From an artistic standpoint, why was The Return needed at all?

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AgentEcho
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Re: From an artistic standpoint, why was The Return needed at all?

Postby AgentEcho » Sat Sep 09, 2017 9:29 am

RetconMetatron wrote:
Deep Thought wrote:
RetconMetatron wrote:
I actually liked some S3 episodes, but the ending is... "Cooper altered the timeline" (or tried to alter it, or did try it in a dream.. whatever exactly happened, the time travel part was certainly there)

Stuff like that belongs in a Star Trek episode or a Back to the Future sequel. No matter how artsy the last two episodes were, at the end if all came down to a cliched Star Trek/Outer Limits-like time travel gone wrong plot. Ugh.


But Major Briggs traveling through time didn't bother you?


Do you mean in the original? As far I can remember, he had visions of the future. That and time working different in the lodges is something different than a character travelling literally physically into the past and interacting with it to change the "timeline". That's a Star Trek plot.


I mean, it's nothing new for either Twin Peaks or Lynch.
Spoiler:
Fred saying "Dick Laurent is dead" in LH and one of Laura Dern's alter egos turning out to be the stranger in the soundstage in IE


But I guess dugpa forum posters are a higher authority on what belongs in Twin Peaks than David Lynch and Mark Frost. Ah, internet.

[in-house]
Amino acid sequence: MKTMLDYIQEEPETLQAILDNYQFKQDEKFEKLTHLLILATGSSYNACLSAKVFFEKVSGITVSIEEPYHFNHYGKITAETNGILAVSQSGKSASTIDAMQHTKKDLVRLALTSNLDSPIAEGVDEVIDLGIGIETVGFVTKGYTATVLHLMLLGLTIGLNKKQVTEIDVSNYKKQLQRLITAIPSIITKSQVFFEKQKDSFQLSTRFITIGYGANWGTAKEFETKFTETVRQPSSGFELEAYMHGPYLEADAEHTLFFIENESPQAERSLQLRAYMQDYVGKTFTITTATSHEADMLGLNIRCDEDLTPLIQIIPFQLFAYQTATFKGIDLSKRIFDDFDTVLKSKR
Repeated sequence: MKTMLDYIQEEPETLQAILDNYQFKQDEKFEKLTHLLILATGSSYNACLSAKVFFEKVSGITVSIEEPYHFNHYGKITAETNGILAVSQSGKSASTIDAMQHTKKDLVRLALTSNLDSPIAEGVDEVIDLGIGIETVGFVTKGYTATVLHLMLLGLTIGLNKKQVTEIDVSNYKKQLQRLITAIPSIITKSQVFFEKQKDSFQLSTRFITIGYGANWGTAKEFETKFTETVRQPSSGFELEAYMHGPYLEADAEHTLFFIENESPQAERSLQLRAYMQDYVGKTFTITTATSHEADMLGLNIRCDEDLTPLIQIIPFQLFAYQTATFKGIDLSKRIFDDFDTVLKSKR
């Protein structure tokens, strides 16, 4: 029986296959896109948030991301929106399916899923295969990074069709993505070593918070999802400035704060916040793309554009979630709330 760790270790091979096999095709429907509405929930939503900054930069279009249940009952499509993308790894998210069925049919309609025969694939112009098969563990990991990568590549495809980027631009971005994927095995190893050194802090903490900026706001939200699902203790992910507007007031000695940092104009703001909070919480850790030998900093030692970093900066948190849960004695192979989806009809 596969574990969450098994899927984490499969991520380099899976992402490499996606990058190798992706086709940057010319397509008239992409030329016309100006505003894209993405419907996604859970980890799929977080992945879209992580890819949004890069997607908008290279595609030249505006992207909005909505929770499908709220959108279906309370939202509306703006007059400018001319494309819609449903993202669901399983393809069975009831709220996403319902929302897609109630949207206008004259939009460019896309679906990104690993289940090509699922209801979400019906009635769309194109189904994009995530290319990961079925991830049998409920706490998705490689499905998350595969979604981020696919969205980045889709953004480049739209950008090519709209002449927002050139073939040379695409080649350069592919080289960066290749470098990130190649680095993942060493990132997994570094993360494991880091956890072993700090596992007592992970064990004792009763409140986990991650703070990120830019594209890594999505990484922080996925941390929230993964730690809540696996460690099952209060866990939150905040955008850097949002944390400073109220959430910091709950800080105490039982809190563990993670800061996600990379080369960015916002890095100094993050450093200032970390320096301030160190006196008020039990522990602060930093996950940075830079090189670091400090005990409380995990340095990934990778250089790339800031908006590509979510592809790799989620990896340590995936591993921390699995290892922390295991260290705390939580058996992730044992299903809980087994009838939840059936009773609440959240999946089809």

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Deep Thought
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Re: From an artistic standpoint, why was The Return needed at all?

Postby Deep Thought » Sat Sep 09, 2017 9:48 am

RetconMetatron wrote:
Deep Thought wrote:
RetconMetatron wrote:
I actually liked some S3 episodes, but the ending is... "Cooper altered the timeline" (or tried to alter it, or did try it in a dream.. whatever exactly happened, the time travel part was certainly there)

Stuff like that belongs in a Star Trek episode or a Back to the Future sequel. No matter how artsy the last two episodes were, at the end if all came down to a cliched Star Trek/Outer Limits-like time travel gone wrong plot. Ugh.


But Major Briggs traveling through time didn't bother you?


Do you mean in the original? As far I can remember, he had visions of the future. That and time working different in the lodges is something different than a character travelling literally physically into the past and interacting with it to change the "timeline". That's a Star Trek plot.


Maybe he was just in a community theater version of South Pacific. :lol: You do have strong opinions though. I like that! :roll:
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"E.g." means "for example". What I think you want to say is "i.e.".
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referendum
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Re: From an artistic standpoint, why was The Return needed at all?

Postby referendum » Sat Sep 09, 2017 10:00 am

AgentEcho wrote: Fred saying "Dick Laurent is dead".


there is a documentary on Lynch on youtube from about 1997 that covers the shooting of Lost Highway and interviews all the actors including Lynch. At one point he claims that this actually happened to him, that he was sitting at home, the doorbell rang, someone said '' Dick Laurent is dead'' and by the time he had got to the window to see who was at the door, there was no-one there.

....
''let's not overthink this opportunity''
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Nikki Grace
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Re: From an artistic standpoint, why was The Return needed at all?

Postby Nikki Grace » Sat Sep 09, 2017 11:03 am

RetconMetatron wrote:I thought Lynch and Frost were unhappy with the cliffhanger of Season 2, and that's why the whole endeavor was started in the first place.